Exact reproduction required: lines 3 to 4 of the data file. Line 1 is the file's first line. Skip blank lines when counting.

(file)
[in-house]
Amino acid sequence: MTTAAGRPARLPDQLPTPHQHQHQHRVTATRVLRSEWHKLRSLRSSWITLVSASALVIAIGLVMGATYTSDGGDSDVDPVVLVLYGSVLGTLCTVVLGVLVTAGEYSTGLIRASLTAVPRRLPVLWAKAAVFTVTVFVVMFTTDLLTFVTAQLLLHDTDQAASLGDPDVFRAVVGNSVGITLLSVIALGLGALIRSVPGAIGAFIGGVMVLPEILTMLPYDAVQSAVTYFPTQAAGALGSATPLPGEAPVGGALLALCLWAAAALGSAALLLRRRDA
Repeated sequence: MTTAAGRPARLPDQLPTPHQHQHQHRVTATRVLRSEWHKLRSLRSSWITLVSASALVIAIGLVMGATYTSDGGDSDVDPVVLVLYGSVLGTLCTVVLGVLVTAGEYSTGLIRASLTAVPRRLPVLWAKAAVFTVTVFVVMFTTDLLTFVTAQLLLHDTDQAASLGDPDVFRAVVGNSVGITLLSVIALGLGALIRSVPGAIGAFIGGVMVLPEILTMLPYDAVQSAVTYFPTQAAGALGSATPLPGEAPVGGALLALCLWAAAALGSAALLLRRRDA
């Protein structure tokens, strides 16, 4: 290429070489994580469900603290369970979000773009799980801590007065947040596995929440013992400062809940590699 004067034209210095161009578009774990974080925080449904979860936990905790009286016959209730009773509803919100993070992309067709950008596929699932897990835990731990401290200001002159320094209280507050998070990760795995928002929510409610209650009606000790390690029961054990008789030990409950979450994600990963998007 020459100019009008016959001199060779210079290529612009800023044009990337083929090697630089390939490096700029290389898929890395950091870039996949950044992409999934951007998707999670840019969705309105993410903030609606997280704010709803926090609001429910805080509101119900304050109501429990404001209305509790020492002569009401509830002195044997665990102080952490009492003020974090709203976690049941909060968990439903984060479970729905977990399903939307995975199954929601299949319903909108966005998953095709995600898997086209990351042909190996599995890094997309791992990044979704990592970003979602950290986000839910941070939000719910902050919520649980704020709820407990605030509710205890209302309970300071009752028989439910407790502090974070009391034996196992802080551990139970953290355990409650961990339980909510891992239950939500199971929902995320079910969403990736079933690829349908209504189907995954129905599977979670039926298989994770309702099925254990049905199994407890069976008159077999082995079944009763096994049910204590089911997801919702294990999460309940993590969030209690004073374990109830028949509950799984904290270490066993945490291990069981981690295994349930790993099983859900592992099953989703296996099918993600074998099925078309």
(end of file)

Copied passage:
Repeated sequence: MTTAAGRPARLPDQLPTPHQHQHQHRVTATRVLRSEWHKLRSLRSSWITLVSASALVIAIGLVMGATYTSDGGDSDVDPVVLVLYGSVLGTLCTVVLGVLVTAGEYSTGLIRASLTAVPRRLPVLWAKAAVFTVTVFVVMFTTDLLTFVTAQLLLHDTDQAASLGDPDVFRAVVGNSVGITLLSVIALGLGALIRSVPGAIGAFIGGVMVLPEILTMLPYDAVQSAVTYFPTQAAGALGSATPLPGEAPVGGALLALCLWAAAALGSAALLLRRRDA
């Protein structure tokens, strides 16, 4: 290429070489994580469900603290369970979000773009799980801590007065947040596995929440013992400062809940590699 004067034209210095161009578009774990974080925080449904979860936990905790009286016959209730009773509803919100993070992309067709950008596929699932897990835990731990401290200001002159320094209280507050998070990760795995928002929510409610209650009606000790390690029961054990008789030990409950979450994600990963998007 020459100019009008016959001199060779210079290529612009800023044009990337083929090697630089390939490096700029290389898929890395950091870039996949950044992409999934951007998707999670840019969705309105993410903030609606997280704010709803926090609001429910805080509101119900304050109501429990404001209305509790020492002569009401509830002195044997665990102080952490009492003020974090709203976690049941909060968990439903984060479970729905977990399903939307995975199954929601299949319903909108966005998953095709995600898997086209990351042909190996599995890094997309791992990044979704990592970003979602950290986000839910941070939000719910902050919520649980704020709820407990605030509710205890209302309970300071009752028989439910407790502090974070009391034996196992802080551990139970953290355990409650961990339980909510891992239950939500199971929902995320079910969403990736079933690829349908209504189907995954129905599977979670039926298989994770309702099925254990049905199994407890069976008159077999082995079944009763096994049910204590089911997801919702294990999460309940993590969030209690004073374990109830028949509950799984904290270490066993945490291990069981981690295994349930790993099983859900592992099953989703296996099918993600074998099925078309």